THE LOCARNO PACTS
During the spring and summer of 1925, the French, German, and British diplomats were looking for some substitute for the Geneva Protocol. Stresemann was ready to guarantee the French-Belgian frontier on condition that France and Britain gave a similar guarantee for the German frontier. This was the gist of the so-called Locarno Pacts of September 1925.
In the course of the negotiations, Mussolini endeavoured to obtain a similar guarantee for the Italian frontier at the Brenner. His attempt failed.1
As a consequence, Mussolini took no interest in the Locarno negotiations during October 1925, and the Fascist Press in Italy displayed mocking scepticism. The weekly Critica Fascista, published by Bottai, an important personage in the régime, used the following terms to describe the "Byzantine" discussions at Locarno:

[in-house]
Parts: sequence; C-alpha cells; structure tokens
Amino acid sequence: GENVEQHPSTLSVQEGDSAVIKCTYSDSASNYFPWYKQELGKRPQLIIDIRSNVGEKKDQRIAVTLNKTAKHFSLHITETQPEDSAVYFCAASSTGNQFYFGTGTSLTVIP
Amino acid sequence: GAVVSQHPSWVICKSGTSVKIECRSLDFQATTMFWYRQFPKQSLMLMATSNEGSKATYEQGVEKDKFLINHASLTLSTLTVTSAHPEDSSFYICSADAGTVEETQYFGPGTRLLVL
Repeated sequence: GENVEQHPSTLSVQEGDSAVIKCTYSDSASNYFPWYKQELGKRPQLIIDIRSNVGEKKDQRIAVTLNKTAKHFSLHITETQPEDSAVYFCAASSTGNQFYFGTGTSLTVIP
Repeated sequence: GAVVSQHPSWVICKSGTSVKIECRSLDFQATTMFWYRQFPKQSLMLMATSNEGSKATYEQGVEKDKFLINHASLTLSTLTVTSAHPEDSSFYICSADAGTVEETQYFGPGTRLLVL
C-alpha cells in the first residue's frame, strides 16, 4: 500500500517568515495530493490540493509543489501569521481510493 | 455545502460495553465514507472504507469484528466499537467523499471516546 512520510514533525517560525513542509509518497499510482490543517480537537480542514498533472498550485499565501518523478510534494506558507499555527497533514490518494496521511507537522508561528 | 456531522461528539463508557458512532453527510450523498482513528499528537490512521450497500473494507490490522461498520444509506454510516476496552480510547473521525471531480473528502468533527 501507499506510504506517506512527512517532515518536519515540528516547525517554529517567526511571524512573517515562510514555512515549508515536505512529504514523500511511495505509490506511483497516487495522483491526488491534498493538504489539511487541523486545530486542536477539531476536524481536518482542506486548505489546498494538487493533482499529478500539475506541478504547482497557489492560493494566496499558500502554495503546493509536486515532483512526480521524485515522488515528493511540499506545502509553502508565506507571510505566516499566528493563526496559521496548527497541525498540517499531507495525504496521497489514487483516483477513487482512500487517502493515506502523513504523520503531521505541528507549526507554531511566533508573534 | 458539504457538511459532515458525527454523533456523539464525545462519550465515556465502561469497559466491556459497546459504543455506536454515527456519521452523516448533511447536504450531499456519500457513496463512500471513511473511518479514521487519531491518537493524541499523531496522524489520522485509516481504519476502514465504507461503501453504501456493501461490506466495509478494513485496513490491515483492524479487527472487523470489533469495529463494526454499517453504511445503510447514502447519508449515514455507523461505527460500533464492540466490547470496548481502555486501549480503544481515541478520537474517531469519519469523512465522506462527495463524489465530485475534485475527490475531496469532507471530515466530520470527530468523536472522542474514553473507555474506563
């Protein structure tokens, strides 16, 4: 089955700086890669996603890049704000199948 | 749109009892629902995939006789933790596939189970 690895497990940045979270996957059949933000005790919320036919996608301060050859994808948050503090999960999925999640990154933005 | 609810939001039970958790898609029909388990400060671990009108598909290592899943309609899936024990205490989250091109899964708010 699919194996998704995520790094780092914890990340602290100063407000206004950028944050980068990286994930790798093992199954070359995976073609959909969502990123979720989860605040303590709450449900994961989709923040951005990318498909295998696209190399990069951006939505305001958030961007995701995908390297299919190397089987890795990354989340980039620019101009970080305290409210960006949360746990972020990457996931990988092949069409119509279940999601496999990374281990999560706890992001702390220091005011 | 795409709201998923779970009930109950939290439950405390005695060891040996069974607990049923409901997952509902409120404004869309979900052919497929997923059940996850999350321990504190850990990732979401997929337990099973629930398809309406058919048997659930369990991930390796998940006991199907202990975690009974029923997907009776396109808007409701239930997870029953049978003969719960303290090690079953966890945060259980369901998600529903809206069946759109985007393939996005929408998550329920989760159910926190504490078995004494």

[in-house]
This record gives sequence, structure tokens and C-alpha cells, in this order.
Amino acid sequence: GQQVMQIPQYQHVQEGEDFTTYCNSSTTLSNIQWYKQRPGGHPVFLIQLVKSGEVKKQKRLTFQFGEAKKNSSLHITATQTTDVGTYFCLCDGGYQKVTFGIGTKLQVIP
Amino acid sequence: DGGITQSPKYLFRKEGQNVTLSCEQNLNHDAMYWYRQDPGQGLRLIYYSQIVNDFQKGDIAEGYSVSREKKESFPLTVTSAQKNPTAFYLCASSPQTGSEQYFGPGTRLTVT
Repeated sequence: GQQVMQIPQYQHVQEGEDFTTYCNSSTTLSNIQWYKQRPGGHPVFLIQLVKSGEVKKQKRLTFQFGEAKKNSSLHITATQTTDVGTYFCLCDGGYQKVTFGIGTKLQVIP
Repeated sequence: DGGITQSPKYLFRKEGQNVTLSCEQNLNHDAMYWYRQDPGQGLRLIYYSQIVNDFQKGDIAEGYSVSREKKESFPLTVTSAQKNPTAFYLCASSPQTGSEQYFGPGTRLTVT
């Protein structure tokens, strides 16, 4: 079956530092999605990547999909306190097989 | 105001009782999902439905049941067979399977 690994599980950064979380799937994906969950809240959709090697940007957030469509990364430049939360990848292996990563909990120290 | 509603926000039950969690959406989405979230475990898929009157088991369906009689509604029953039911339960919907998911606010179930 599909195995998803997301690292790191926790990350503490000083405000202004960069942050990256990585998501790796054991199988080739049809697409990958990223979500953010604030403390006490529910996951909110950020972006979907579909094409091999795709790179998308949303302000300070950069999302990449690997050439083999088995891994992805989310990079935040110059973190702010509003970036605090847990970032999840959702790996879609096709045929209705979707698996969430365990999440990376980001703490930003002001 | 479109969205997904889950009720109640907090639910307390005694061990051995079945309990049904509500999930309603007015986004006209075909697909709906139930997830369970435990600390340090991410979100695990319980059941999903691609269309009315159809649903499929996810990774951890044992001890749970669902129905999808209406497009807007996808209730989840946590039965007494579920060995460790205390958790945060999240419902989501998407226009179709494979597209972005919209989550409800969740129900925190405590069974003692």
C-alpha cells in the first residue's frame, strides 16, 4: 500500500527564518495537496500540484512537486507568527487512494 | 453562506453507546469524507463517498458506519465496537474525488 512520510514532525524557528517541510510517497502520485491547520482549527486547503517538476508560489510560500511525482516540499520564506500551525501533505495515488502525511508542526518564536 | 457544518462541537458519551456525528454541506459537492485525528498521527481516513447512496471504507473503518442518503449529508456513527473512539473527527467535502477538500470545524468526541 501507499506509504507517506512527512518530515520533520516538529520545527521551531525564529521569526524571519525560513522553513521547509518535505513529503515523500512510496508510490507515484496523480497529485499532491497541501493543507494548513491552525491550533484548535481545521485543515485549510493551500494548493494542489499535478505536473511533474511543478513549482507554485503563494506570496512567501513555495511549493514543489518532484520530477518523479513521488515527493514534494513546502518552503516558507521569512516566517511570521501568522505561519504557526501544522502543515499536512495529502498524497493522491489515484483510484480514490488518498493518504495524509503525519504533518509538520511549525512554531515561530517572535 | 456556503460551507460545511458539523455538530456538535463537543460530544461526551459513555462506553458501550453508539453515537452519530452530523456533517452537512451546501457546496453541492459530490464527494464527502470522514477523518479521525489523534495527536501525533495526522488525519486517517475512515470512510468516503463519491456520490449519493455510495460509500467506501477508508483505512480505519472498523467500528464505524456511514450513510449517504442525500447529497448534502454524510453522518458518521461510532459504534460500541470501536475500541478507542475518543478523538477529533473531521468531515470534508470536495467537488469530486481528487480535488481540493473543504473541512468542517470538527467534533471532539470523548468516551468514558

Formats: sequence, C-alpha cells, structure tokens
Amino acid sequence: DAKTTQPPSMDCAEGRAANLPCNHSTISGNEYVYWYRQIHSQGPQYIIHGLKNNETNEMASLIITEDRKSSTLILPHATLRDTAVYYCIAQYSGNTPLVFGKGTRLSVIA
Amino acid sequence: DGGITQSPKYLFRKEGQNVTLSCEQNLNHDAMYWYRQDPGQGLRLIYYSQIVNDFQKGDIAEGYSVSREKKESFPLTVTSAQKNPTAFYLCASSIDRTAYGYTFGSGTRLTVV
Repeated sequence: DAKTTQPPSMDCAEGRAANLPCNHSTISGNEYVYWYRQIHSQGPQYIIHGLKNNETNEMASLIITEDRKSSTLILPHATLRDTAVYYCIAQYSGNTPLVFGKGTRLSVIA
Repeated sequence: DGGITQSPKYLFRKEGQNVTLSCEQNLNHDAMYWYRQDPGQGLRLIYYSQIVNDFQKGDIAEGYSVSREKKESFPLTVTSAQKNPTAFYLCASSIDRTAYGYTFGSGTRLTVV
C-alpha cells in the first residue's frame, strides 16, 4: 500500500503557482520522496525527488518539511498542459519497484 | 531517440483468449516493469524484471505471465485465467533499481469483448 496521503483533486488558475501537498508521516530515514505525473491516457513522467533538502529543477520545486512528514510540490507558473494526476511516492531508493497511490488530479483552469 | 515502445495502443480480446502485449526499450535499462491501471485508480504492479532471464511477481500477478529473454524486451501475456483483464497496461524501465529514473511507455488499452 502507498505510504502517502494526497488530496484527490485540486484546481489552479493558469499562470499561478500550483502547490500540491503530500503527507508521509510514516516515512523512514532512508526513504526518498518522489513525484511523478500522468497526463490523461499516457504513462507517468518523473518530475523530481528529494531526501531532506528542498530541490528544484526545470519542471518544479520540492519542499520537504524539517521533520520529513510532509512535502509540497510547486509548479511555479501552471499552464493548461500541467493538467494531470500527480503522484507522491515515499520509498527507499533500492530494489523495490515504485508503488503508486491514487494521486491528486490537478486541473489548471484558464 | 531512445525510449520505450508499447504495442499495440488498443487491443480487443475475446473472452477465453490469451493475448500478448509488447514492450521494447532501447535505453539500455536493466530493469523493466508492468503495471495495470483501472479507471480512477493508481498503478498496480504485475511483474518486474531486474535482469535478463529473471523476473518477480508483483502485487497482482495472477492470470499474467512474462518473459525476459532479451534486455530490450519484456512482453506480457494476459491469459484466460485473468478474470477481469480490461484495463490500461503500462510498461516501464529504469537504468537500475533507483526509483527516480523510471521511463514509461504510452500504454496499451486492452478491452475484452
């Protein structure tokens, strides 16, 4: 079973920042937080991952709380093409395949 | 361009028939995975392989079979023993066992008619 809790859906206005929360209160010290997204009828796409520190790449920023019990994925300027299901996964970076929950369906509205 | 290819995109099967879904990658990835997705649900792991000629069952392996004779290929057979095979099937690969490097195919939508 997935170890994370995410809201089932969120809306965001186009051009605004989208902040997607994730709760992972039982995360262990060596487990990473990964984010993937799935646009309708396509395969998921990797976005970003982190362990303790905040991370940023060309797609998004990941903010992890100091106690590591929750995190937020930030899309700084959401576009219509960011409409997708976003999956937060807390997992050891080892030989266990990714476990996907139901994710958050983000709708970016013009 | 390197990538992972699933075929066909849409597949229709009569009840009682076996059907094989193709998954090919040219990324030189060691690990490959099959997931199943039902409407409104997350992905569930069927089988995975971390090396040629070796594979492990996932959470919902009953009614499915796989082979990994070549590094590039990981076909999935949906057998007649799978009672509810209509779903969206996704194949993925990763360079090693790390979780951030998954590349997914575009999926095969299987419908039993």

"Nobody has the courage to put his finger on the wound: an inter- European understanding is a chimera and as good as impossible. The best thing is for each country to look to its own interests, forming friendships and possibly alliances with the neighbouring peoples with whom it will some day have to march. We are sure that our Government is of this opinion. The indifference with which it follows the proceedings at Locarno proves it. Mussolini has preferred to spend several days in Piedmont, where our soldiers are training, rather than in Switzerland, where diplomats are wasting their time."